Specialty Grand Challenge ARTICLE
Pediatric Critical Care: grand challenges for a glowing future
- Pain Neurobiology Laboratory, Department of Pediatrics, University of Tennessee Neuroscience Institute, University of Tennessee Health Science Center, Memphis, TN, USA
Pediatric critical care is a relatively new field, tracing its origins to the polio epidemics that killed large numbers of children, birthed by ongoing efforts in pediatric anesthesiology and neonatology, and nourished by parallel advances in pediatric pulmonology, cardiology, nephrology, adult critical care, general, cardiothoracic, neurosurgery, or other fields. Although not many pediatric intensive care units (PICUs) existed before 1980 (Table 1) (1–3), they now occupy a central position in the care of all hospitalized children and in their improved survival from all types of medical/surgical conditions. Despite an overwhelmingly clinical focus and limited avenues for disseminating research, the numbers of PICU-related publications have increased steadily over the past 20 years, currently hovering around 5000 reports per year.
Pediatric Critical Care, a section in the journal Frontiers in Pediatrics, seeks to disseminate the highest quality scholarly activity in this field, thus closing gaps between clinical practices and the high-level evidence supporting these practices. The four grand challenges include:
1. Fostering innovation in clinical medicine and technology.
2. Translating basic research into new diagnostic/therapeutic tools.
3. Defining short-term and long-term outcomes.
4. Commitments to research, training, and access to care.
Fostering Innovation in Clinical Medicine and Technology
Recent discoveries elucidating the mechanisms of critical illness led to substantial advancements in pediatric critical care (1, 2), dramatically improving the outcomes of life-threatening illnesses or injuries in childhood. But now is not the time to rest on our laurels! Accelerating progress in multiple fields of biomedical and pharmaceutical sciences, imaging and computational sciences, and biomaterials and bioengineering sciences must be coupled with an unrelenting pursuit of basic science and clinical research to translate these discoveries into improving the care of very sick children. Pediatric intensivists must remain at the forefront of developing or evaluating novel technologies because of their unique perspectives gained from treating the whole patient and family; providing care at the end of life; and exposure to the entire ranges of demographics, medical/surgical conditions, and societal subgroups. Surveying the technological advances available for clinical application is impossible but two examples, regenerative medicine and personalized medicine, are mentioned here.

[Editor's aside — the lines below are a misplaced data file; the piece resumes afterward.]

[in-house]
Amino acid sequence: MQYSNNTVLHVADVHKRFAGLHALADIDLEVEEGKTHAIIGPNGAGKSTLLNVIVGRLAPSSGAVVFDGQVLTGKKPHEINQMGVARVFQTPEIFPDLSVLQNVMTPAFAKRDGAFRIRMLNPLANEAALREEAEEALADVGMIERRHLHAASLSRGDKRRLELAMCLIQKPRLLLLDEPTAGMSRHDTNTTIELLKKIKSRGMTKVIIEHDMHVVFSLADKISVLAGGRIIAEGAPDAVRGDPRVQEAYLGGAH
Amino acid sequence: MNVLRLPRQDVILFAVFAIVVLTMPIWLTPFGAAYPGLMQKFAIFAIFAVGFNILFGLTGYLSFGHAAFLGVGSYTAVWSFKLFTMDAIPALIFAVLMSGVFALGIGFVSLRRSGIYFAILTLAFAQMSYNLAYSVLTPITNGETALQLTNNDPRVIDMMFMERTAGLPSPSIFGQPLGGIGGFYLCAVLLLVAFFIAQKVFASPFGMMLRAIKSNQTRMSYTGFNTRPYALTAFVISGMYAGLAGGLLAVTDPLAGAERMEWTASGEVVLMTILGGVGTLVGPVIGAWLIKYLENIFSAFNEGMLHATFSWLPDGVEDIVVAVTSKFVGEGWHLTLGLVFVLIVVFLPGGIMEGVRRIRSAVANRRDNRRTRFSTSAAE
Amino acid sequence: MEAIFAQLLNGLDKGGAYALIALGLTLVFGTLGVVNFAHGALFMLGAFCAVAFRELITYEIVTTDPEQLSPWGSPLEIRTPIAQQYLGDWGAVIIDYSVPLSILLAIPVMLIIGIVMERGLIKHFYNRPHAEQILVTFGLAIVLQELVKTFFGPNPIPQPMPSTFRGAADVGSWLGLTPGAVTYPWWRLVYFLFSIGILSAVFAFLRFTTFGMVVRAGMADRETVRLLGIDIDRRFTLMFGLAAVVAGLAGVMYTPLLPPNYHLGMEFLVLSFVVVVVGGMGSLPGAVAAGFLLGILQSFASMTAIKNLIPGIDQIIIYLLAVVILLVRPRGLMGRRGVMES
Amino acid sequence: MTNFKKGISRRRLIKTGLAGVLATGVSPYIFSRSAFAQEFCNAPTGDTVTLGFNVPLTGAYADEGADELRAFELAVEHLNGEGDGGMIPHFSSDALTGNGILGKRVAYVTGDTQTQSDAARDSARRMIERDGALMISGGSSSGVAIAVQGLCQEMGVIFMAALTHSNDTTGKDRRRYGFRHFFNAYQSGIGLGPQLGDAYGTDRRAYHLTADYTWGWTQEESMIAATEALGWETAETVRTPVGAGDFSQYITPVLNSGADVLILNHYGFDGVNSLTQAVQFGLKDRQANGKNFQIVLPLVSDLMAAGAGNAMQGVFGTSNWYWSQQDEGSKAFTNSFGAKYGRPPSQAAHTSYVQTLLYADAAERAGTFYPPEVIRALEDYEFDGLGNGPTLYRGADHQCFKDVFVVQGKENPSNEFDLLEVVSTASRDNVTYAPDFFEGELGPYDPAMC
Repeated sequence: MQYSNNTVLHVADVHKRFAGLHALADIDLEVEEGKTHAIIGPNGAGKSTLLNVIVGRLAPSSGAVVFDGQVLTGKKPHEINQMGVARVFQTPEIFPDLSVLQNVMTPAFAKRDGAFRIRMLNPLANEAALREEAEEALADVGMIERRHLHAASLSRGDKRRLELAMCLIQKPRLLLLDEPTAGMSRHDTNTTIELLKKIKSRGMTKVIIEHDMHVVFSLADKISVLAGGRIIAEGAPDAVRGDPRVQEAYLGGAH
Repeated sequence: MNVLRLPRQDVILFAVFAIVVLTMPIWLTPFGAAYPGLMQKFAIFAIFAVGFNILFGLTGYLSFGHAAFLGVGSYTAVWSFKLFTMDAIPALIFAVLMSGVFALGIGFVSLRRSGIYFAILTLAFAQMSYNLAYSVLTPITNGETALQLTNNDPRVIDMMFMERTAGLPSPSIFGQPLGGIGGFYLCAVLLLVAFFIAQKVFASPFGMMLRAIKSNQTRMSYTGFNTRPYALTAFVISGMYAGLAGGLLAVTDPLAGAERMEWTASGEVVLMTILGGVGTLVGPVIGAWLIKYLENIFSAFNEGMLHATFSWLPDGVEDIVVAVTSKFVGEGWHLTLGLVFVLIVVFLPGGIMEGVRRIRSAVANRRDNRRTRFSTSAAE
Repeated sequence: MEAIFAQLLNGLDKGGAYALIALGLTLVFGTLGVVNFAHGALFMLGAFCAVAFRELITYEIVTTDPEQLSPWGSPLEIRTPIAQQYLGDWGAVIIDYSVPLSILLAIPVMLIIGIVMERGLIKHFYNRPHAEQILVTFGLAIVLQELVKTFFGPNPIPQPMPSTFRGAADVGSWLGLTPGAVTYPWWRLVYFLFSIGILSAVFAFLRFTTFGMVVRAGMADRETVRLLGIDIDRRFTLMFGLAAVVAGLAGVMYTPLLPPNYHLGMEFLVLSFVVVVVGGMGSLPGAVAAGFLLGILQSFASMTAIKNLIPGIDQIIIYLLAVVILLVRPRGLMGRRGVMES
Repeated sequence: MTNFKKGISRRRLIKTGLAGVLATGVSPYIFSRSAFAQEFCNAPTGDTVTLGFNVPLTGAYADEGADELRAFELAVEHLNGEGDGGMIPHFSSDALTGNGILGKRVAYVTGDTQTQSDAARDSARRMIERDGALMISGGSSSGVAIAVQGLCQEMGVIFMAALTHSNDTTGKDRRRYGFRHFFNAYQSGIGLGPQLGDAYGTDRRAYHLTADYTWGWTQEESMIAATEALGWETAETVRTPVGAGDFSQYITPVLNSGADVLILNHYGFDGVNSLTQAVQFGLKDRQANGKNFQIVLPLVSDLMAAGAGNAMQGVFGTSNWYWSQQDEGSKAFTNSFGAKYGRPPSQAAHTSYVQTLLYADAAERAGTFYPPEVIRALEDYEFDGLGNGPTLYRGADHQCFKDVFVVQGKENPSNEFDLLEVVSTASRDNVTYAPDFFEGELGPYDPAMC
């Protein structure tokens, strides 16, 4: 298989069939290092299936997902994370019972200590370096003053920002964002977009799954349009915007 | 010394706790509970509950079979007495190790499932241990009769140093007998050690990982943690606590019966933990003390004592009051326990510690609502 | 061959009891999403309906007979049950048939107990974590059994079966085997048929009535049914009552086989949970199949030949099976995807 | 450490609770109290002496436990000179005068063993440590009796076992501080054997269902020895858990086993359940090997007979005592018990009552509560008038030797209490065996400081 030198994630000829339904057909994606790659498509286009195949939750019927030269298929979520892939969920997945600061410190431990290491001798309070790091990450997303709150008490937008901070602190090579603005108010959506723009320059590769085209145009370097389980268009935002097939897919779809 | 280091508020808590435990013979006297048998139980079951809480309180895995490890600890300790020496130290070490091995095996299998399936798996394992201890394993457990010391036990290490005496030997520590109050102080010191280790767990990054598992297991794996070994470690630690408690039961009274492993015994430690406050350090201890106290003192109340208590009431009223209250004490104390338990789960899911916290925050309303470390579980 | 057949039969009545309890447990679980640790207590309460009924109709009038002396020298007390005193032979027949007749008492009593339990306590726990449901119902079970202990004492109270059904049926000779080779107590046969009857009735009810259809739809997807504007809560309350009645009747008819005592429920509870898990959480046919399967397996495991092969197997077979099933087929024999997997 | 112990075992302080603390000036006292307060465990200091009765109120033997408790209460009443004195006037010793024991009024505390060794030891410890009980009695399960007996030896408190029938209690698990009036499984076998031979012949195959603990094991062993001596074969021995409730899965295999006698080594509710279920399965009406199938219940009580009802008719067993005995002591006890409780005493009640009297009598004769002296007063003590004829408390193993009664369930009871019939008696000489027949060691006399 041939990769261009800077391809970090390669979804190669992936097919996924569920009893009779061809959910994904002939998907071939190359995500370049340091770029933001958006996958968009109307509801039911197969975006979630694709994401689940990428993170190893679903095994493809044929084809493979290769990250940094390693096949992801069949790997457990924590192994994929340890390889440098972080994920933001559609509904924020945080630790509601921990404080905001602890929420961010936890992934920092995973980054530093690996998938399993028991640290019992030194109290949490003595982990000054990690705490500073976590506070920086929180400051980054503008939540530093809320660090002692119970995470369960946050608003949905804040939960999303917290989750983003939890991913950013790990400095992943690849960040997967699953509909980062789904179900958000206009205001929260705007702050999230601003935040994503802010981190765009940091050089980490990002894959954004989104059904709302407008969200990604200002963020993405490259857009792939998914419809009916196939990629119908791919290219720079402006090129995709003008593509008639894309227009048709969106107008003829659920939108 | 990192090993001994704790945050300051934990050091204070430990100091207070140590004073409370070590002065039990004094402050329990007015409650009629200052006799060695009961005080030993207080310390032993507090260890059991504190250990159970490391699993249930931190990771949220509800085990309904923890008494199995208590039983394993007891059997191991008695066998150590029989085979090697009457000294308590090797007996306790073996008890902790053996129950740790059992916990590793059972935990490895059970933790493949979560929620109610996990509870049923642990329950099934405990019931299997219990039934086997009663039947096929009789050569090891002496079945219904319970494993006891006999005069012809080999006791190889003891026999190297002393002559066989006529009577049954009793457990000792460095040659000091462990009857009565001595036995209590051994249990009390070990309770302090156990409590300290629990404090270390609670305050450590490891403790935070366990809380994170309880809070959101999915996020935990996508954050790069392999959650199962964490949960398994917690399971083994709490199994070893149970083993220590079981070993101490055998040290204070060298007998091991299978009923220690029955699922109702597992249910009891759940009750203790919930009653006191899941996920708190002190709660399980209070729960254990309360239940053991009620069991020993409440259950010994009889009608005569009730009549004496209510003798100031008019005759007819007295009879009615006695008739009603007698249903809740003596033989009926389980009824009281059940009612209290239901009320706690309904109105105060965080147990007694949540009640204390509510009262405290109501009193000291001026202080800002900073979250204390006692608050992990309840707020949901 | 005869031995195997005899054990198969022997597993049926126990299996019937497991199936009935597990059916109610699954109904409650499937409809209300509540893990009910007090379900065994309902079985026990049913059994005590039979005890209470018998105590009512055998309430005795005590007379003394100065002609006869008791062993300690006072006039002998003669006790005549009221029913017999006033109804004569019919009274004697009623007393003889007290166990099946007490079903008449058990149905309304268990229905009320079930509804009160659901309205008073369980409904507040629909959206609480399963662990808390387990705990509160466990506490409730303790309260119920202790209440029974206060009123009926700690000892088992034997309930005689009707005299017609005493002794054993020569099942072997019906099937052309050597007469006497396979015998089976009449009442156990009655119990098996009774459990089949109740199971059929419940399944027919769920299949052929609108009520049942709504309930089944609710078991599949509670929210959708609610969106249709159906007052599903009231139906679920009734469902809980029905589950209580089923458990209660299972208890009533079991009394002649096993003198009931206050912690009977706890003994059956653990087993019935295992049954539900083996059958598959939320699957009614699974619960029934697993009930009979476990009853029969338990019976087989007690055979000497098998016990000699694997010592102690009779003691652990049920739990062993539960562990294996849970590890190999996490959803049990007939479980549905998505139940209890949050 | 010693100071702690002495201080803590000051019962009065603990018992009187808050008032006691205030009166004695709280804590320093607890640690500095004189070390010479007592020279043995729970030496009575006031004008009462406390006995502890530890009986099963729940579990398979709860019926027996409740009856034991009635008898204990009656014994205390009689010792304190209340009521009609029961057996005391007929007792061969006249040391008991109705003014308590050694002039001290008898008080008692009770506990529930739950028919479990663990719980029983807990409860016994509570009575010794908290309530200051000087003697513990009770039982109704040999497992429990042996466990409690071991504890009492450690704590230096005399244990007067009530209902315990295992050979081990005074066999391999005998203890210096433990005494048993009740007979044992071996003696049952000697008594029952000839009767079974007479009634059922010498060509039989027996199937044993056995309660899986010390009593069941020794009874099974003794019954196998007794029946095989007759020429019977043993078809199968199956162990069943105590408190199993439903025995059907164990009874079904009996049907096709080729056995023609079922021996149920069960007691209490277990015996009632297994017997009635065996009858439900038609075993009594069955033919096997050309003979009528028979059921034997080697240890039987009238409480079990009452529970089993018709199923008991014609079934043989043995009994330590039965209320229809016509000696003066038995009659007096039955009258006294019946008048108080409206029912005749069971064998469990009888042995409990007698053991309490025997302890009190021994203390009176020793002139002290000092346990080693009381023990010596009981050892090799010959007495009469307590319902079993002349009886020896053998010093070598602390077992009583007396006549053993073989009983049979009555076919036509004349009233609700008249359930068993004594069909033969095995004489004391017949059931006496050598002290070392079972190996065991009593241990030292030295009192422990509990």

Innovation is rampant in the interdisciplinary fields of stem-cell therapy and regenerative medicine (4–8), which will significantly impact future treatments for organ failures, metabolic disorders, degenerative conditions, or the long-term sequelae of critical illness. Repair, replacement, or regeneration of various tissues or organs in critical illness is possible but complex (5–7), perhaps using combinations of several approaches including pluripotent stem cells, soluble molecules, genetic/tissue engineering, or advanced cell therapies (9–12). Using autologous bone marrow stem cells to restore cardiac myocytes (13–16) or neural stem cells for traumatic or hypoxic brain injury (17–19) will not only save lives but also considerably reduce the costs and side effects of managing chronic organ failure or neurodevelopmental sequelae.
Innovative advances in developmental biology and genetics/genomics will spawn “targeted” or personalized therapies for critical illness (20–22). The current explosion in genetic knowledge will help pediatric intensivists choose the best treatment among existing medicines based on a patient’s genetic, demographic, and environmental factors (21). Genetic adrenoceptor variants may dictate our choice of vasopressors and inotropes (23–25) or bronchodilators (26, 27), whereas opioid receptor variants may drive our choice of analgesics (28, 29). Pediatric intensivists will also have access to genetic tests revealing host susceptibility to specific infections, organ dysfunctions, or non-communicable diseases (30, 31). Studies on the human microbiome may help prevent sepsis in immune-compromised children (32) or tracheal infections in chronically ventilated patients (33).